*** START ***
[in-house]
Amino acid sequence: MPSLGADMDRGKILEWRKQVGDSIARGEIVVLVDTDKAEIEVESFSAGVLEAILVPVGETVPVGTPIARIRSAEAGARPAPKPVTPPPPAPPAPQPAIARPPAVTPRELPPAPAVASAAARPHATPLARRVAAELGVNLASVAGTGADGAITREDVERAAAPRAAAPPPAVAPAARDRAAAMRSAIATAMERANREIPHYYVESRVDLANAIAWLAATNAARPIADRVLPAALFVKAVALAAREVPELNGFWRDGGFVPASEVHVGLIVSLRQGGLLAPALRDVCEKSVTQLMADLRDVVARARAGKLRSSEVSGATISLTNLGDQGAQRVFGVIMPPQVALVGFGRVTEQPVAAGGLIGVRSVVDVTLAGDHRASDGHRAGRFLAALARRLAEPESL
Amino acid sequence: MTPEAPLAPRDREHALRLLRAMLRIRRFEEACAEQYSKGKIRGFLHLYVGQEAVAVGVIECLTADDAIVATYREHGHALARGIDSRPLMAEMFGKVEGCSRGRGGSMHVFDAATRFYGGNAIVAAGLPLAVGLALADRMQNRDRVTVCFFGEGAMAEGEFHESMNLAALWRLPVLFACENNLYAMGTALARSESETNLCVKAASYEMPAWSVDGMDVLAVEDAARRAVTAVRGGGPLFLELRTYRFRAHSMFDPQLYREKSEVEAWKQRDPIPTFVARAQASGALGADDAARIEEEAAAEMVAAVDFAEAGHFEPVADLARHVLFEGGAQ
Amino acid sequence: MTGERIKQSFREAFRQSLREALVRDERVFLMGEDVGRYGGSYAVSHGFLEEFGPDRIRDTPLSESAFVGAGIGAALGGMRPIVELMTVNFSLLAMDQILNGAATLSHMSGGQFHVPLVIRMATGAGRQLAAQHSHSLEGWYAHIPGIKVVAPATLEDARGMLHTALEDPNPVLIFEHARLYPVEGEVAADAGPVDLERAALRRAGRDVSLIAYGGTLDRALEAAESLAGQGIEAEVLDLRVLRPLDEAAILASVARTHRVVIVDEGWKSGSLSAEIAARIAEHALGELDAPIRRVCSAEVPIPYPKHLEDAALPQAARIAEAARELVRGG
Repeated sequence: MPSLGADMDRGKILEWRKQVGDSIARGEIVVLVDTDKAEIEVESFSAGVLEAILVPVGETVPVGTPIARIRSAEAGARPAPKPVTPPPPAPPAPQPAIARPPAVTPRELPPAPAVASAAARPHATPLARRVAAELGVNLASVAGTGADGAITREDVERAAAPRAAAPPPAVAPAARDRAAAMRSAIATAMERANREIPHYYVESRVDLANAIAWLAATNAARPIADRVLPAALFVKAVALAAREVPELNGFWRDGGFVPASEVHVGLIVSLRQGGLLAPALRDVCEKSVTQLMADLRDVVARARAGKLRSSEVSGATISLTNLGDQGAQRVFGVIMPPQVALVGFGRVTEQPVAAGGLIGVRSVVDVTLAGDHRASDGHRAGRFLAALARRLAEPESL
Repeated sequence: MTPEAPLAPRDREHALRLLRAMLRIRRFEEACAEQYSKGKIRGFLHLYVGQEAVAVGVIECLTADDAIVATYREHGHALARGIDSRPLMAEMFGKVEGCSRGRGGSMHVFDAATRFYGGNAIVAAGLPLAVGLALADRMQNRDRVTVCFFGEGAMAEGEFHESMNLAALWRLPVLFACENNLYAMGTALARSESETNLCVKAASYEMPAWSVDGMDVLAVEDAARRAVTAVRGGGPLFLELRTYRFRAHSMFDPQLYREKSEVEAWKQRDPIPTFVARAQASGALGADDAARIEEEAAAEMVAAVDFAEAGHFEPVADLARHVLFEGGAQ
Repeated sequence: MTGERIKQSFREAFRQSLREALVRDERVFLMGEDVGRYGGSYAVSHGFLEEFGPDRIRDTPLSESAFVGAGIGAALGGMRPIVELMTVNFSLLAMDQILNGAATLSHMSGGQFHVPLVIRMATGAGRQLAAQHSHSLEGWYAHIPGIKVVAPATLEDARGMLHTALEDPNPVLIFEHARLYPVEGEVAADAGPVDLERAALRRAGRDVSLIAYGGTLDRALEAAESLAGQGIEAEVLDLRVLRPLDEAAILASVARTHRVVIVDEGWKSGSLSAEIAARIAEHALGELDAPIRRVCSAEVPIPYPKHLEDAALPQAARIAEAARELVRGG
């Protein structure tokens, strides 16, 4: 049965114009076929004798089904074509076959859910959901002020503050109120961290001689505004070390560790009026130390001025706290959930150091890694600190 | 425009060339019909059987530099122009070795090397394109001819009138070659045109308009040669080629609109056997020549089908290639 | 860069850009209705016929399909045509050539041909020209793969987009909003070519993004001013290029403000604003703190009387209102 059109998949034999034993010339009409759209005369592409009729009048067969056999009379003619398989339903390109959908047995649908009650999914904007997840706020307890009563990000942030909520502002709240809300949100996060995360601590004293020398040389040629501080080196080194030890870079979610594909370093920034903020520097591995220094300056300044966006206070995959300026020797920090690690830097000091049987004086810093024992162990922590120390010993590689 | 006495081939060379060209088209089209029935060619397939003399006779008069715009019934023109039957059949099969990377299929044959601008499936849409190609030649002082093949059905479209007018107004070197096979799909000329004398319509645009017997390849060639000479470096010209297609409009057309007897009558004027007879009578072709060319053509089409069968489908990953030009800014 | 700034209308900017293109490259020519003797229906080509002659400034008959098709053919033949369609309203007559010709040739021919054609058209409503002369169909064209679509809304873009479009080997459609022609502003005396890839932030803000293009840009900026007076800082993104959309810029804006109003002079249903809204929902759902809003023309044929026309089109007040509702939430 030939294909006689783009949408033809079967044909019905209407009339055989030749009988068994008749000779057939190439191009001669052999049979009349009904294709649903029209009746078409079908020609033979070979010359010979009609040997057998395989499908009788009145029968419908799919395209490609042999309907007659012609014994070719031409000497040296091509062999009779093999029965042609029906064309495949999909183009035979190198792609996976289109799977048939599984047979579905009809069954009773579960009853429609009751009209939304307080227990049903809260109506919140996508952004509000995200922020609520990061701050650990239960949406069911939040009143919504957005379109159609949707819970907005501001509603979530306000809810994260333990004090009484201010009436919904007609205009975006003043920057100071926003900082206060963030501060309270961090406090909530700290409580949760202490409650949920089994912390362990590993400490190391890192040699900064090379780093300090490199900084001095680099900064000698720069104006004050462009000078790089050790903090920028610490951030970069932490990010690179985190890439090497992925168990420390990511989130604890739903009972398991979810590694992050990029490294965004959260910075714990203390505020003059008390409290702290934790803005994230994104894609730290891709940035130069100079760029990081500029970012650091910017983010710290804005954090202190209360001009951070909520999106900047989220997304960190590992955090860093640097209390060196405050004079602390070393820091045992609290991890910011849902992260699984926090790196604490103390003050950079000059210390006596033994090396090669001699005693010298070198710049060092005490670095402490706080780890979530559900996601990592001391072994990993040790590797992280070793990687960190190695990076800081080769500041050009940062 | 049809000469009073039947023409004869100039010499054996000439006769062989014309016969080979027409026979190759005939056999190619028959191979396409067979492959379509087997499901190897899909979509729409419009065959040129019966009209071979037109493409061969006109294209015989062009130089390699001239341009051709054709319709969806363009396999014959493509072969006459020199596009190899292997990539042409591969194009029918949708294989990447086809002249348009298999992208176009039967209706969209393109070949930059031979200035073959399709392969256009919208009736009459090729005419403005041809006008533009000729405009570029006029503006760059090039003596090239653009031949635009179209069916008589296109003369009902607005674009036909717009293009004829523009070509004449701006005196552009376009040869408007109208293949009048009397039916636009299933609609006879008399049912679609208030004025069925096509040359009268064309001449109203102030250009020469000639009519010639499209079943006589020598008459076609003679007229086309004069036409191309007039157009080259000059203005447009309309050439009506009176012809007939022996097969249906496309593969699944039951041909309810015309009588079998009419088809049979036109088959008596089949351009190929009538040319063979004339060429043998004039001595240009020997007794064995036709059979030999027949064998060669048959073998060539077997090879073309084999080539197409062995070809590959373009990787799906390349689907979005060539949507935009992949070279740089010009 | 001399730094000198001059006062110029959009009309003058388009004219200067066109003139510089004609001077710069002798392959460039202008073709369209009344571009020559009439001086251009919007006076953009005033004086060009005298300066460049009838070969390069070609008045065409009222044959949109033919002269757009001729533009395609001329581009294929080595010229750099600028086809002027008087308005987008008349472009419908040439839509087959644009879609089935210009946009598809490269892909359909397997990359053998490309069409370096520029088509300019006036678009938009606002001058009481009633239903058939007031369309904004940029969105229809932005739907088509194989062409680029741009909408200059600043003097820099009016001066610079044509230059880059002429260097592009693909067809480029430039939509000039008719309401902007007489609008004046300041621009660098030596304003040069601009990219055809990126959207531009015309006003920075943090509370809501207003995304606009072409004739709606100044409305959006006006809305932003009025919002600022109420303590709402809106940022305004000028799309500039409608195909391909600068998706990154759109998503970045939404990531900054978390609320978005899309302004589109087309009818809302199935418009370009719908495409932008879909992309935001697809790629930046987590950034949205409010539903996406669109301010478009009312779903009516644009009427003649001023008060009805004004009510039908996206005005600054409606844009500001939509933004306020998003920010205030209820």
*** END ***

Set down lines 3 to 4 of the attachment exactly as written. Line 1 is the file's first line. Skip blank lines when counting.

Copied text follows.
Amino acid sequence: MTPEAPLAPRDREHALRLLRAMLRIRRFEEACAEQYSKGKIRGFLHLYVGQEAVAVGVIECLTADDAIVATYREHGHALARGIDSRPLMAEMFGKVEGCSRGRGGSMHVFDAATRFYGGNAIVAAGLPLAVGLALADRMQNRDRVTVCFFGEGAMAEGEFHESMNLAALWRLPVLFACENNLYAMGTALARSESETNLCVKAASYEMPAWSVDGMDVLAVEDAARRAVTAVRGGGPLFLELRTYRFRAHSMFDPQLYREKSEVEAWKQRDPIPTFVARAQASGALGADDAARIEEEAAAEMVAAVDFAEAGHFEPVADLARHVLFEGGAQ
Amino acid sequence: MTGERIKQSFREAFRQSLREALVRDERVFLMGEDVGRYGGSYAVSHGFLEEFGPDRIRDTPLSESAFVGAGIGAALGGMRPIVELMTVNFSLLAMDQILNGAATLSHMSGGQFHVPLVIRMATGAGRQLAAQHSHSLEGWYAHIPGIKVVAPATLEDARGMLHTALEDPNPVLIFEHARLYPVEGEVAADAGPVDLERAALRRAGRDVSLIAYGGTLDRALEAAESLAGQGIEAEVLDLRVLRPLDEAAILASVARTHRVVIVDEGWKSGSLSAEIAARIAEHALGELDAPIRRVCSAEVPIPYPKHLEDAALPQAARIAEAARELVRGG